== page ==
Developing the Active Communities Tool to Implement the Community Guide’s Built Environment Recommendation for Increasing Physical Activity
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Developing the Active Communities Tool to Implement the Community Guide’s Built Environment Recommendation for Increasing Physical Activity

Filetype[PDF-375.19 KB]


English

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  • Alternative Title:
    Prev Chronic Dis
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  • Description:
    Physical activity is higher in communities that include supportive features for walking and bicycling. In 2016, the Community Preventive Services Task Force released a systematic review of built environment approaches to increase physical activity. The results of the review recommended approaches that combine interventions to improve pedestrian and bicycle transportation systems with land use and environmental design strategies. Because the recommendation was multifaceted, the Centers for Disease Control and Prevention determined that communities could benefit from an assessment tool to address the breadth of the Task Force recommendations. The purpose of this article is to describe the systematic approach used to develop the Active Communities Tool. First, we created and refined a logic model and community theory of change for tool development. Second, we reviewed existing community-based tools and abstracted key elements (item domains, advantages, disadvantages, updates, costs, permissions to use, and psychometrics) from 42 tools. The review indicated that no tool encompassed the breadth of the Community Guide recommendations for communities. Third, we developed a new tool and pilot tested its use with 9 diverse teams with public health and planning expertise. Final revisions followed from pilot team and expert input. The Active Communities Tool comprises 6 modules addressing all 8 interventions recommended by the Task Force. The tool is designed to help cross-sector teams create an action plan for improving community built environments that promote physical activity and may help to monitor progress toward achieving community conditions known to promote physical activity.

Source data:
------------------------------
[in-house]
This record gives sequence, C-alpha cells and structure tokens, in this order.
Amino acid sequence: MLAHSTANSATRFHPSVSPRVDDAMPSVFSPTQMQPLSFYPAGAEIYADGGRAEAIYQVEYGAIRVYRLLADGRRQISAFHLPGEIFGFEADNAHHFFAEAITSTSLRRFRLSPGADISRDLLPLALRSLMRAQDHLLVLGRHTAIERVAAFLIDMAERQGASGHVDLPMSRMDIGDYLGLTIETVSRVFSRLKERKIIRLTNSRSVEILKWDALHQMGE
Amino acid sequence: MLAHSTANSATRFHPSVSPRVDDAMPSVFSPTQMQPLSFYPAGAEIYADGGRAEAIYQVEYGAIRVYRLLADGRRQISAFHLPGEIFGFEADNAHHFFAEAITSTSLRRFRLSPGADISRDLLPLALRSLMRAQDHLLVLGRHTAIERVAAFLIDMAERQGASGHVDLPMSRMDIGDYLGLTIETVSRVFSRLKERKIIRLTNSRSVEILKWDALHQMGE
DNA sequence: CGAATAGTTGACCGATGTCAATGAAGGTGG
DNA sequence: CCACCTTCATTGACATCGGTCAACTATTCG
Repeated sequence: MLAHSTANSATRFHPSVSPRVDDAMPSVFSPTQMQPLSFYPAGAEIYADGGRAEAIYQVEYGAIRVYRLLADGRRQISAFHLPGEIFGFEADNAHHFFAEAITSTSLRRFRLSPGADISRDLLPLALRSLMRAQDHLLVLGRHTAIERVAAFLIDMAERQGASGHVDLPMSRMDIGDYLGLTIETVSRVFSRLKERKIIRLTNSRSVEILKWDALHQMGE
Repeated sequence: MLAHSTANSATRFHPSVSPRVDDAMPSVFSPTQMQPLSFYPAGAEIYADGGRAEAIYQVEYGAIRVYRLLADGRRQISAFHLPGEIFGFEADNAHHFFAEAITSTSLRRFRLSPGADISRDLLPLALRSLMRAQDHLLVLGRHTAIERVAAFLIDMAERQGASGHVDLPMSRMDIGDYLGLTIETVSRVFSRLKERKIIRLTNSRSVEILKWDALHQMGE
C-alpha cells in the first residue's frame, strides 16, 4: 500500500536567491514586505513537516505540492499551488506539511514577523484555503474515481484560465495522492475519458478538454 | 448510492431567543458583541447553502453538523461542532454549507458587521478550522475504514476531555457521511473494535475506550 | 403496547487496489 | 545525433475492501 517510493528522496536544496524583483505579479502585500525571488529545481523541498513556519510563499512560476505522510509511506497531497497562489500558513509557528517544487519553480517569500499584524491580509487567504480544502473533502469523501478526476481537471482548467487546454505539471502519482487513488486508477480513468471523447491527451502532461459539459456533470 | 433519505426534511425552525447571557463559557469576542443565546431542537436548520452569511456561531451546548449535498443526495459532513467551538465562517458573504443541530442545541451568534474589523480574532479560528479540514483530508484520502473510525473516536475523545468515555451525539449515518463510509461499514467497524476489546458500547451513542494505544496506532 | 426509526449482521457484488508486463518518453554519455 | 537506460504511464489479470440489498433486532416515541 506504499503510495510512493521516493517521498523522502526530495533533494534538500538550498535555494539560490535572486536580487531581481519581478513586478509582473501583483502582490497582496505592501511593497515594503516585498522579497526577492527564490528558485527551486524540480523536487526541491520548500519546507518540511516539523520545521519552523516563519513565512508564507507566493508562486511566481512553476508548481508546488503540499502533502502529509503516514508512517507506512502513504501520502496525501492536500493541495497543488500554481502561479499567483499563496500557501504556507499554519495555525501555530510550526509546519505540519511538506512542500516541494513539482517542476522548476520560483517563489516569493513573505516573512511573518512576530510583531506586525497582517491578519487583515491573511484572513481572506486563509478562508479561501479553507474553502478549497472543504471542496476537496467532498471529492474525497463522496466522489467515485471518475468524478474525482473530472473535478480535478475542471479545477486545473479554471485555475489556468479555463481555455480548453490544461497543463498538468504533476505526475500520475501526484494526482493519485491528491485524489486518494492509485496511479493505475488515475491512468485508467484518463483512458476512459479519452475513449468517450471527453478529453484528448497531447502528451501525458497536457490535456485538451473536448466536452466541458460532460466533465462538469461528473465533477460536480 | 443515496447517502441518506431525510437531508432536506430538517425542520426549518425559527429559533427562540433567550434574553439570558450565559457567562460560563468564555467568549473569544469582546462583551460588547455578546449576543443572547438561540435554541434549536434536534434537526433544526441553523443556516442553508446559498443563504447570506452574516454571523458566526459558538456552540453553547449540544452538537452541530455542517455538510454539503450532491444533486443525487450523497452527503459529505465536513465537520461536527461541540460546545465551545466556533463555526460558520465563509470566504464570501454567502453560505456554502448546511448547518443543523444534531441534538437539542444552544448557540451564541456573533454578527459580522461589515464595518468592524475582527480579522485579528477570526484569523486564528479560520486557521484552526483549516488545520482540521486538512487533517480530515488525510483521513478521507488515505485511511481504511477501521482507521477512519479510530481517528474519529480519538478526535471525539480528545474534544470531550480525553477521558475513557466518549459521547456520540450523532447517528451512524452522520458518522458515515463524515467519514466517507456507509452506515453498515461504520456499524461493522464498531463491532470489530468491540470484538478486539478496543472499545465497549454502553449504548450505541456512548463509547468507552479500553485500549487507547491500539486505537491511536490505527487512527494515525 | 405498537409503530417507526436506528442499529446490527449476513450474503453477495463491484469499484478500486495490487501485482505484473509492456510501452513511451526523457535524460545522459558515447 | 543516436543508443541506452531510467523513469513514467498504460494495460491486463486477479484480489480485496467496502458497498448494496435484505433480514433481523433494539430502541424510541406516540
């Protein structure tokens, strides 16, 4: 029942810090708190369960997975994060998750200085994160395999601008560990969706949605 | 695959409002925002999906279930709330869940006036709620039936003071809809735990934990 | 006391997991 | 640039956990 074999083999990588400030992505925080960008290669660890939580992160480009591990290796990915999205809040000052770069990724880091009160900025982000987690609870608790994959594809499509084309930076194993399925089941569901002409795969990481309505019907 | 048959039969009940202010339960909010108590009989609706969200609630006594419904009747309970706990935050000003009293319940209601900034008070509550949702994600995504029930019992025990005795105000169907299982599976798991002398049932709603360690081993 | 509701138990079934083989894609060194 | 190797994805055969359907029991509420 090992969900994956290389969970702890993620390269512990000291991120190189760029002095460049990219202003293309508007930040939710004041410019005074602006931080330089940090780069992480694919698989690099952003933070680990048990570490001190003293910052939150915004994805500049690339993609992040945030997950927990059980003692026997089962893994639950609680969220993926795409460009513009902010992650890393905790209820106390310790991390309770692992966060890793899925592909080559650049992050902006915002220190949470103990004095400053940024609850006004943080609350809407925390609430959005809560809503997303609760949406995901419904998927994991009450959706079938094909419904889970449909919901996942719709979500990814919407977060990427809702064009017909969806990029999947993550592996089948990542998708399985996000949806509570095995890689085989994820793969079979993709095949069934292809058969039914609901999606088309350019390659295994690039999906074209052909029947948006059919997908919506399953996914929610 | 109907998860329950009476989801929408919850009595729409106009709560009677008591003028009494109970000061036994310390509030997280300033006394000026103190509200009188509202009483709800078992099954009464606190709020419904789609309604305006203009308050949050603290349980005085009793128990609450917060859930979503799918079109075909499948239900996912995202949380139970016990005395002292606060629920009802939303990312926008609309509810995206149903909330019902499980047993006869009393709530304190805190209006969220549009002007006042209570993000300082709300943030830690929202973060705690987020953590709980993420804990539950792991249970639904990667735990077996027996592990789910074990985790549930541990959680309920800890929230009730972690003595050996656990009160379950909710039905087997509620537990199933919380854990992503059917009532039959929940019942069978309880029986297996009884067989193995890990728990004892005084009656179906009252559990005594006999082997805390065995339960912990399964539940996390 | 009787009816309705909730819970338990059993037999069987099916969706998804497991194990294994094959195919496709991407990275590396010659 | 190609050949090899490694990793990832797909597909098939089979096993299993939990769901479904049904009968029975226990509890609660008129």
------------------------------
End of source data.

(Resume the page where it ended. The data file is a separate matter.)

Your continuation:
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  • Pubmed ID:
    33180689
  • Pubmed Central ID:
    PMC7665512
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